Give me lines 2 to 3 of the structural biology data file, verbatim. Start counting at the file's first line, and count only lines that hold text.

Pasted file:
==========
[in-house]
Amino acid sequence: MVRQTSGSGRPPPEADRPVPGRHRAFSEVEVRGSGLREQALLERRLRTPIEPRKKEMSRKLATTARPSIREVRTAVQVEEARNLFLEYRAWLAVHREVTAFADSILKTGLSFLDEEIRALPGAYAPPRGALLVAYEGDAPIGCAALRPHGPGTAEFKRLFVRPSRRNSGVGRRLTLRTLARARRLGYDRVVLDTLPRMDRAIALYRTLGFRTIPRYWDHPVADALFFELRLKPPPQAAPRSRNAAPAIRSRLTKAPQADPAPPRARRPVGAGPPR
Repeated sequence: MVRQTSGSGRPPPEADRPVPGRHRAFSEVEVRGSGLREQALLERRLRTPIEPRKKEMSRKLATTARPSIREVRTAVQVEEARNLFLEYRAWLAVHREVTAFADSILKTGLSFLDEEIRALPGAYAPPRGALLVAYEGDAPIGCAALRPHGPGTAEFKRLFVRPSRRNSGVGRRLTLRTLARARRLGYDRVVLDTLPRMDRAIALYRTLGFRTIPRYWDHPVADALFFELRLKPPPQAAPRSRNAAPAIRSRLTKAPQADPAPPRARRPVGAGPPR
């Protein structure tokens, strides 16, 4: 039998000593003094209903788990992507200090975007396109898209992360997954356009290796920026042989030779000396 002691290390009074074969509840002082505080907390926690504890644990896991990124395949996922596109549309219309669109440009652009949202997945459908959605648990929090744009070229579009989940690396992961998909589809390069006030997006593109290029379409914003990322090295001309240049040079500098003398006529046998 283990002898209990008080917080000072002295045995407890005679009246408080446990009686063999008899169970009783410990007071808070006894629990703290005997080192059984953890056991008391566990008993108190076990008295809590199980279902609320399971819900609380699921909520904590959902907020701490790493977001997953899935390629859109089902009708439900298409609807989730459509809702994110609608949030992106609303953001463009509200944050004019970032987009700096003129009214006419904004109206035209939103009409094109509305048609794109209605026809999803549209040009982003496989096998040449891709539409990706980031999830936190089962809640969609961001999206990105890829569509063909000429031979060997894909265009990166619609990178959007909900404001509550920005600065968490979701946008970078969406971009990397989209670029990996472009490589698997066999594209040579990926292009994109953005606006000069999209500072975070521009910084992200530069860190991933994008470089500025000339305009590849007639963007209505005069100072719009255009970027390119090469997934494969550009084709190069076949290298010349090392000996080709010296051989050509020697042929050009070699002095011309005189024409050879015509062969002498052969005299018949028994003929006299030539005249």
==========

Amino acid sequence: MVRQTSGSGRPPPEADRPVPGRHRAFSEVEVRGSGLREQALLERRLRTPIEPRKKEMSRKLATTARPSIREVRTAVQVEEARNLFLEYRAWLAVHREVTAFADSILKTGLSFLDEEIRALPGAYAPPRGALLVAYEGDAPIGCAALRPHGPGTAEFKRLFVRPSRRNSGVGRRLTLRTLARARRLGYDRVVLDTLPRMDRAIALYRTLGFRTIPRYWDHPVADALFFELRLKPPPQAAPRSRNAAPAIRSRLTKAPQADPAPPRARRPVGAGPPR
Repeated sequence: MVRQTSGSGRPPPEADRPVPGRHRAFSEVEVRGSGLREQALLERRLRTPIEPRKKEMSRKLATTARPSIREVRTAVQVEEARNLFLEYRAWLAVHREVTAFADSILKTGLSFLDEEIRALPGAYAPPRGALLVAYEGDAPIGCAALRPHGPGTAEFKRLFVRPSRRNSGVGRRLTLRTLARARRLGYDRVVLDTLPRMDRAIALYRTLGFRTIPRYWDHPVADALFFELRLKPPPQAAPRSRNAAPAIRSRLTKAPQADPAPPRARRPVGAGPPR